By Justin Koh, 17, Cleveland HS (Reseda)
Print This Post

When I was 13, I stood at 5 feet 7 inches tall and weighed 180 pounds. I thought I’d always be the fat kid in my group of friends. When people asked me how much I weighed, I would subtract 25 pounds. I wanted to lose weight but I thought it would be too hard.

I was skinny until my love of fast food started in second grade. Every day after school my dad and I would stop at Carl’s Jr. or Wendy’s. I usually ordered a half-pound burger overflowing with guacamole with a side of large fries and a milkshake. It was the best stuff ever. By third grade, I weighed 120 pounds. My mom had to buy adult pants and cut the legs so they would fit me. My dad called me doongboh, which is Korean for “fatty,” but I knew he was just teasing. But when my classmates would poke my stomach and call me “marshmallow” I’d get insecure and try to convince myself, “I’m not that fat.”

Things didn’t change much in middle school. I would grab a bite to eat with my friends, whether it was a Mucho Macho Burrito from the Burrito Factory or three slices of pizza from Ameci. At home I ate Korean food, which wasn’t as unhealthy, but because I was used to eating until I was stuffed, I would eat two or three times more than my dad. My mom loved feeding me and said I was a “growing boy” so she always made extra food.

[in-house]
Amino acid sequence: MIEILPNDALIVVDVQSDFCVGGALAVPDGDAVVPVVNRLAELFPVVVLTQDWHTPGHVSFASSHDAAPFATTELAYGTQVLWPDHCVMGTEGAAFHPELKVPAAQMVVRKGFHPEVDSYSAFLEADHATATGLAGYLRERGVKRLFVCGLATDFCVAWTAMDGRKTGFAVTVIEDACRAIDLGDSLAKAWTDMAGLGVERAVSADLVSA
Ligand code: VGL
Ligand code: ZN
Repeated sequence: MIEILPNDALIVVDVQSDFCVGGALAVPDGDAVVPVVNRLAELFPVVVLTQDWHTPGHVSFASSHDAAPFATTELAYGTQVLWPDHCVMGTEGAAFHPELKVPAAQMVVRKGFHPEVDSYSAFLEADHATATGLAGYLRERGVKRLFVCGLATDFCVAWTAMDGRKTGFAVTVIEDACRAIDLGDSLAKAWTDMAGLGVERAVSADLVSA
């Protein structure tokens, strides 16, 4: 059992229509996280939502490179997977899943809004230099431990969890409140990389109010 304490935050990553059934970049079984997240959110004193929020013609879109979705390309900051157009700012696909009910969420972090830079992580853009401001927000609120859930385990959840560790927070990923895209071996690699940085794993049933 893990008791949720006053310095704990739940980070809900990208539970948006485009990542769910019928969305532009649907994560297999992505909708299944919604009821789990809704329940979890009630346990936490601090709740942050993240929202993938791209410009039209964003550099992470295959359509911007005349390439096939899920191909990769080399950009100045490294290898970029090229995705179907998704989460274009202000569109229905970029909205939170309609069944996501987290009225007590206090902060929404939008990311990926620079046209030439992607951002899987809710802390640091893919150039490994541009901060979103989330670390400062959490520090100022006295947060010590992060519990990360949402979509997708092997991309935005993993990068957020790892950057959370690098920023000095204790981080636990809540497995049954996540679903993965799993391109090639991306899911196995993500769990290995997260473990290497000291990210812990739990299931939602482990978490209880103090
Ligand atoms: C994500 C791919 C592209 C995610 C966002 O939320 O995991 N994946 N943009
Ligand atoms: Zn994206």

I didn’t like to exercise. The worst thing about middle school was PE. I hated Tuesdays the most because I had to run the mile. I would walk more than half of it because I couldn’t bear the pain on my knees or my heart pounding against my chest. The fastest mile I ran was 11 minutes, and those 11 minutes were long and painful. After every mile, drenched in sweat, I would sit down on the handball court. When I got up everyone would make fun of the giant wet butt prints on the ground. One time I overhead someone whispering, “Why is he running so slow and panting?” “It’s because he’s fat.” I brushed off the comments, but inside it really hurt.

Justin age 10.

The summer after eighth grade, my friend was having a pool party (with girls) and the boys were playing a game where we would jump up and down to see whose belly waved the most. I happened to be the winner. Even the girl I liked laughed at me. I knew she wouldn’t like me, but it felt like a slap in the face. I usually laughed the jokes off, but this time the jokes hurt more than usual.

A few weeks later, I was at my friend’s house and I forgot to take the sticker off the new pair of jeans I was wearing that read “38×32.” As I was leaving, my friend pointed it out and he and his mom started laughing. It was embarrassing. That night, I looked at myself in the mirror and I saw what I didn’t want to see. “That’s it,” I thought, “I’m going to do something about it. I’m going to lose weight.”

I struggled doing pushups

I didn’t know where to start so I took small steps. One night while I was watching TV with my dad, I decided to do some pushups. I could not even do one complete pushup. My dad said, “It’s OK. If you practice every day you’ll be able to do it.” I had to go on my knees and it took all my strength to do 15 and I was breaking a sweat. I’d do them while watching TV. There were times I wanted to give up. A few weeks later when I did 10 full pushups, I felt great. That small accomplishment made me realize that I could do it.